Tag Archives: bread

Bostock {Toasted Brioche with Almonds}

Bostock {Toasted Brioche with Almonds}​

If you’ve ever seen fancy-looking Bostock in a bakery, you may be surprised to learn that it’s a snap to make as far as French pastry goes. The origin of the name is up for debate, but it’s sometimes also referred to as Brioche aux Amandes or “almond brioche.” All that is fine and good—almonds and brioche are enough of a selling point—but I was drawn to Bostock when I learned it’s not actually a pastry on its own, but instead a way to repurpose day-old bread. Yep, it’s the pastry equivalent of French toast! Bostock is nothing more than thick, day-old slices of brioche painted with simple syrup, topped with frangipane and sliced almonds (and sometimes seasonal fruit), and baked until golden.

Bostock {Toasted Brioche with Almonds}​

Permitting you are using store bought brioche, this recipe comes together very quickly. Simple syrup is made from equal volumes of sugar and water, and takes only five minutes to simmer. Frangipane, a sweet almond pastry cream made primarily of almond flour, sugar, butter and an egg, just needs two minutes in the blender. See? Quick and easy! Also, if you are more organized than I am, both elements can be made up to a week ahead—just make sure to let your frangipane come to room temperature before you try to spread it on the delicate brioche.

Assembly is easy as can be. Cut the stale brioche into 8 thick slices, then give each one a heavy brush of simple syrup and a luxurious smear of frangipane. Add some fresh fruit if you like, or don’t; I sliced up a nectarine for half my pastries. Sprinkle on some sliced almonds and bake your Bostock for 25-30 minutes, or until it’s puffed and browned a bit.

Bostock {Toasted Brioche with Almonds}​

One more wonderful thing about Bostock? You don’t have to let it cool completely! Definitely don’t eat it straight out of the oven, but go right ahead and enjoy it warm with a (admittedly heavy) dusting of confectioner’s sugar. It’s crispy and toasty at the edges, and the frangipane squidges against your teeth in the most satisfying way. Bostock is softer at room temperature, but still pretty dang stellar. I haven’t seen many people tell you to eat it cold, but I’ll admit that I like the leftovers straight from the fridge, too.

Bostock {Toasted Brioche with Almonds}​

Like its spiritual cousin French toast, Bostock is a genius way to repurpose leftovers into something much greater than the sum of its parts. While the classic recipe is made with brioche, you could give the Bostock treatment to a number of leftover carbs. Challah, stale croissants, and day-old waffles come to mind. You could also swap out the simple syrup for warmed jam—I’m absolutely going to try matching the flavor with my seasonal fruit topping next time! Saturday morning double cherry Bostock, anyone?!

Bostock {Toasted Brioche with Almonds}​
Bostock {Toasted Brioche with Almonds}
makes 8 servings

Simple Syrup:
1/3 cup granulated sugar
1/3 cup water

Frangipane:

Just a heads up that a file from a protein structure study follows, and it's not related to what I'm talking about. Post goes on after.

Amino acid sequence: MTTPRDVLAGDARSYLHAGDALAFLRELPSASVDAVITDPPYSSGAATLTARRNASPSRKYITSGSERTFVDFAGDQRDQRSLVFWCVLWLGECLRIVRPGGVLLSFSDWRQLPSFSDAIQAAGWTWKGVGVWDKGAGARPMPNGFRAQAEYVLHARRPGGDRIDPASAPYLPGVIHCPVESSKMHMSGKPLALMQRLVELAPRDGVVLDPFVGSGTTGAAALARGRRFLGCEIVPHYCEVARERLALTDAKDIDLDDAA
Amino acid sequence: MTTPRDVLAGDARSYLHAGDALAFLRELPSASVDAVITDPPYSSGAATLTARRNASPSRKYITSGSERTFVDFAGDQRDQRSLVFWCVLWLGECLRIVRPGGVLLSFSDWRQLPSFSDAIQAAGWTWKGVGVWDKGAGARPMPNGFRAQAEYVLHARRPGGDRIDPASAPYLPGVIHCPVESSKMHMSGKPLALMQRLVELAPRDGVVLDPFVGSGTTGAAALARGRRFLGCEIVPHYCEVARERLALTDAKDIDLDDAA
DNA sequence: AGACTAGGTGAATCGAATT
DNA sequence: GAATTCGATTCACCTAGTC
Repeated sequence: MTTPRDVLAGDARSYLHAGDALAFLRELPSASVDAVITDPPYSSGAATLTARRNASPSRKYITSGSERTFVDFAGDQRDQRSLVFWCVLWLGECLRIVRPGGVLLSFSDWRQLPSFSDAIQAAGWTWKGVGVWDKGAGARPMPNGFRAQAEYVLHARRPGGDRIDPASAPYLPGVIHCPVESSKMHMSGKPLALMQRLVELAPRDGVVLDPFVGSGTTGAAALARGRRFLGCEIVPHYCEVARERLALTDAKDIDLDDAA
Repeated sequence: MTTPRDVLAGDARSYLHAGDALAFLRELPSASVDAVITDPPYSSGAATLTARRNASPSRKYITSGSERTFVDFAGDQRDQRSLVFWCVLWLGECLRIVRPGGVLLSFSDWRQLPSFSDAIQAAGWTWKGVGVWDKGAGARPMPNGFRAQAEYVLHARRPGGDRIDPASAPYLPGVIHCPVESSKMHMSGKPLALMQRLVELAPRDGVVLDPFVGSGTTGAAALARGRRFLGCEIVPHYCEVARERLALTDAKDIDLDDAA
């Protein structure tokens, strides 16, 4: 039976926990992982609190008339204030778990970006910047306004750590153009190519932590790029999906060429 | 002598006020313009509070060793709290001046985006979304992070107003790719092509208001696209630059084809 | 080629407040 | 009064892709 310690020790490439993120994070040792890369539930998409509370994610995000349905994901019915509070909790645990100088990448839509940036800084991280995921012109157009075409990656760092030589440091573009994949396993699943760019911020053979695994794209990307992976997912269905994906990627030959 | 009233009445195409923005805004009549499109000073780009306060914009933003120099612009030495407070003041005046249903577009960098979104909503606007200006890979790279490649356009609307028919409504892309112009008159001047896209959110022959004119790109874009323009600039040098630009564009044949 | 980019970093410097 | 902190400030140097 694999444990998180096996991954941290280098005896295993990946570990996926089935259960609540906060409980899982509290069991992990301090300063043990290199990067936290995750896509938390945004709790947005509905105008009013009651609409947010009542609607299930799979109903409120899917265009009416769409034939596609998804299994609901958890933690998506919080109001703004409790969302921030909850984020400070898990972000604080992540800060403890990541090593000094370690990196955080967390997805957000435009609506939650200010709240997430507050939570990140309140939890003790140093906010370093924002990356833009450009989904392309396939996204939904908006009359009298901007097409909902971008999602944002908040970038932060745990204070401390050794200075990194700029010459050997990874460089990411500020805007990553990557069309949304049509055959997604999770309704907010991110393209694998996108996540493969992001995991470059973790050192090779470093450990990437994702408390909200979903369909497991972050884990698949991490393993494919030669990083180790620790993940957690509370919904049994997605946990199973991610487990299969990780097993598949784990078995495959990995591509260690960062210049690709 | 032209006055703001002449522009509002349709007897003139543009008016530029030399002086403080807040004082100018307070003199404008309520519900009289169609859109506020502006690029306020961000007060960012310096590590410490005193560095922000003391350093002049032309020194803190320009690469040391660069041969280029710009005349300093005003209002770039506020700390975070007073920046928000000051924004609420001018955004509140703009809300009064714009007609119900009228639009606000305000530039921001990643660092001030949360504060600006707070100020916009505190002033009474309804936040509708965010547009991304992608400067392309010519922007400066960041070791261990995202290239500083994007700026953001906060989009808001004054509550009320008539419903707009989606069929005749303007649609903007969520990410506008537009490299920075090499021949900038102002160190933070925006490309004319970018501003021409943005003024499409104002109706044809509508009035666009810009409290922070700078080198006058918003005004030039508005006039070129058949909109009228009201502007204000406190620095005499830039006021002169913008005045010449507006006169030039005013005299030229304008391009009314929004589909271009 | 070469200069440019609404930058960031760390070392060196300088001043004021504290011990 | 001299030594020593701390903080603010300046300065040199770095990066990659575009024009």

1 cup blanched almond flour or 4 ounces blanched almonds
1 tablespoon all-purpose flour
pinch of Kosher or sea salt
6 tablespoons granulated sugar
6 tablespoons unsalted butter, cold-ish room temperature, cut into cubes
1 large egg
1/2 teaspoon pure almond extract

For Assembly:
8 thick slices brioche, preferably a bit stale (mine were from 1 14oz loaf)
2 medium sliced nectarines or other seasonal fruit (optional)
2-3 tablespoons sliced almonds
2 tablespoons confectioner’s sugar

Arrange a rack in the center of the oven. Preheat the oven to 350F. Line a rimmed sheet pan with parchment paper. Set aside.

Make the simple syrup. Combine water and sugar in a small saucepan. Heat over medium heat, stirring occasionally, until sugar has dissolved. Remove from heat. Set aside.

Make the frangipane. In a food processor (or very good blender), pulse almond flour, all-purpose flour, salt and sugar together. Pulse in butter. Pour in egg and almond extract, and process until frangipane is a homogenous paste.

Place brioche slices in a single layer on the prepared pan. Brush each slice with simple syrup, making sure to use up all the syrup. Spread about 2 heaping tablespoons of frangipane over each slice of brioche, covering the entire top. Press in fruit, if using, then sprinkle on the sliced almonds.

Bake Bostock for 25-30 minutes, until the frangipane as begun to brown in places. Let cool on a rack for at least 15 minutes before dusting with confectioner’s sugar and serving slightly warm or at room temperature.

Bostock is best the day it’s made, but may be wrapped and kept in the refrigerator for a couple of days.
Bostock {Toasted Brioche with Almonds}​
Bostock {Toasted Brioche with Almonds}​

English Muffin Bread

English Muffin Bread Today I’m taking this blog into new territory: bread! You won’t find me feeding any sourdough starters or anything, but I have taken a chance on a few bread recipes over the last year because…well, I had some time on my hands. English Muffin Bread is my favorite by a long shot. It’s got all the craggy structure of English muffins, toasts like a dream, and is so delicious it’s kind of ridiculous.English Muffin BreadI first heard about English Muffin Bread when Rebecca posted her recipe a few years ago, and then crossed paths with it again recently while Instagramming my way through the Southern Living 1985 Annual Recipes cookbook. It looked so easy to make that I couldn’t resist giving it a go!